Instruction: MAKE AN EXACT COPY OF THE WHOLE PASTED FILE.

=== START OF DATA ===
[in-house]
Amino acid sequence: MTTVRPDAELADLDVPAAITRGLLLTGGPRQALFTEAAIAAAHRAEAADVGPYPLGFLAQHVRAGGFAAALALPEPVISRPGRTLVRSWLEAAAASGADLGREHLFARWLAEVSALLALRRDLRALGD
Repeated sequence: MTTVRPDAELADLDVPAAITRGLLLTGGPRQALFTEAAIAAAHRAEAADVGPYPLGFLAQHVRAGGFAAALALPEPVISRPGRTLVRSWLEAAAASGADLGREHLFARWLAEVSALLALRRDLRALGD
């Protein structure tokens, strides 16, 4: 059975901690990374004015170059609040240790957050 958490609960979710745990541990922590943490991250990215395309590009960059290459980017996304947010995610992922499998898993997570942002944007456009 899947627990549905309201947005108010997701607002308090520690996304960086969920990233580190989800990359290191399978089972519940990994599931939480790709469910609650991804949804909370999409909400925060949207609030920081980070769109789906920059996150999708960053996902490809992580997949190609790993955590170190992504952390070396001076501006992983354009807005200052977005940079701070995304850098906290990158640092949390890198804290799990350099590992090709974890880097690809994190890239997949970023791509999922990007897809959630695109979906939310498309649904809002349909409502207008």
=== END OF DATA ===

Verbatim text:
[in-house]
Amino acid sequence: MTTVRPDAELADLDVPAAITRGLLLTGGPRQALFTEAAIAAAHRAEAADVGPYPLGFLAQHVRAGGFAAALALPEPVISRPGRTLVRSWLEAAAASGADLGREHLFARWLAEVSALLALRRDLRALGD
Repeated sequence: MTTVRPDAELADLDVPAAITRGLLLTGGPRQALFTEAAIAAAHRAEAADVGPYPLGFLAQHVRAGGFAAALALPEPVISRPGRTLVRSWLEAAAASGADLGREHLFARWLAEVSALLALRRDLRALGD
């Protein structure tokens, strides 16, 4: 059975901690990374004015170059609040240790957050 958490609960979710745990541990922590943490991250990215395309590009960059290459980017996304947010995610992922499998898993997570942002944007456009 899947627990549905309201947005108010997701607002308090520690996304960086969920990233580190989800990359290191399978089972519940990994599931939480790709469910609650991804949804909370999409909400925060949207609030920081980070769109789906920059996150999708960053996902490809992580997949190609790993955590170190992504952390070396001076501006992983354009807005200052977005940079701070995304850098906290990158640092949390890198804290799990350099590992090709974890880097690809994190890239997949970023791509999922990007897809959630695109979906939310498309649904809002349909409502207008």